In Greek mythology, the goddess of spring is Persephone. The Greeks imagined her as the green miracle of rebirth, the effervescence of all melting streams, the archetypal Maiden. Daughter of Demeter and Zeus, Persephone blushes the land with warmth after winter.
Hades, however, lord of the sunless underworld, wants her for himself. Hades slinks up to Olympus to locker-room-talk it over with his brother, King Zeus, who has the unholy gall and/or stupidity and/or brain damage and/or evil to suggest that Hades should abduct Persephone when Demeter is distracted, because Demeter — herself the goddess of harvest and the fruitful earth — probably won’t understand. So Hades bides his time in the shadow-realms until Demeter steps away. Then he bursts out with a wind of corruption, his chariot opening a gash in the ground and his beady eyes squinting in the sun. He grabs Persephone and drags her back down to, as they say, make her his bride. No proposal, no planning, no celebration. This “marriage” is nothing but rape.
Back on the surface, Demeter hears her daughter scream in the distance. Demeter’s mighty heart seems to fall in on itself, and she races over the world in a desperate search. Think of that vast anguish: the Great Mother’s Great Daughter is missing. Terror and grief threaten to split her open, like the chasm Hades left in the earth, and no one but no one dares tell her what happened. After nine days of this, Demeter begs the sun for help. The sun admits he witnessed the crime. It was Hades — the villain! — and Zeus — no, that can’t be, not her father… can it be? — but then the sun mansplains to Demeter that she should calm down and relax because Hades is a good guy. Demeter’s rage goes critical. It mushrooms white-hot. It swells, it explodes, it blisters the land with her fury.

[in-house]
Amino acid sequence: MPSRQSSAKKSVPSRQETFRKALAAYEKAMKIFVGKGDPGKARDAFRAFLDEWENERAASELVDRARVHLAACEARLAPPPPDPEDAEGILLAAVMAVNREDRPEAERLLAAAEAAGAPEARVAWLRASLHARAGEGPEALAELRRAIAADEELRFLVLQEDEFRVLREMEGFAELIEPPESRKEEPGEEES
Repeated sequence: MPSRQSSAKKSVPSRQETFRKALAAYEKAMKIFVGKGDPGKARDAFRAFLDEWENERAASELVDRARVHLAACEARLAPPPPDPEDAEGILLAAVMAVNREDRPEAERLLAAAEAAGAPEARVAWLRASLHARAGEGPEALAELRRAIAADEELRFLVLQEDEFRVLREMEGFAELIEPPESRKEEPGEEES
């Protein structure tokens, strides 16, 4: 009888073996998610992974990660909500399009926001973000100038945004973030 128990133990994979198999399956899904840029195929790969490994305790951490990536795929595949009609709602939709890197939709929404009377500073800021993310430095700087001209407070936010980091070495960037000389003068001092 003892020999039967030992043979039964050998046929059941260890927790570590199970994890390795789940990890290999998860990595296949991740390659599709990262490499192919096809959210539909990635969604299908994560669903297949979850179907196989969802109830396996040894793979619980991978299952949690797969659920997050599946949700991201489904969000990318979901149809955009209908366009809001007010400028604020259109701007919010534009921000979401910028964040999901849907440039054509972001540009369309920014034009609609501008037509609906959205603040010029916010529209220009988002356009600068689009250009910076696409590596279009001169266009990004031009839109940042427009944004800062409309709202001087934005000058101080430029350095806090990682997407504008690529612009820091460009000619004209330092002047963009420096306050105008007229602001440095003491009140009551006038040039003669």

Nothing grows. Crops shrivel. Harvests fail. People starve, stop sacrificing to the gods. This threat to Zeus’s base finally gets his attention, and he implores Demeter to calm down already. Teeth set, she declines, demanding the return of Persephone, as in yesterday. Ok, ok, says Zeus, just stop whatever this is that you’re doing. Zeus barks at Hades to release Persephone. Hades says he will, but first he gives Persephone a ruby-red pomegranate seed. That tiny shock of sweetness and tart explodes on her tongue as Hades springs his trap: she now has to spend half of the year with him underground, when the earth will feel the bite of winter.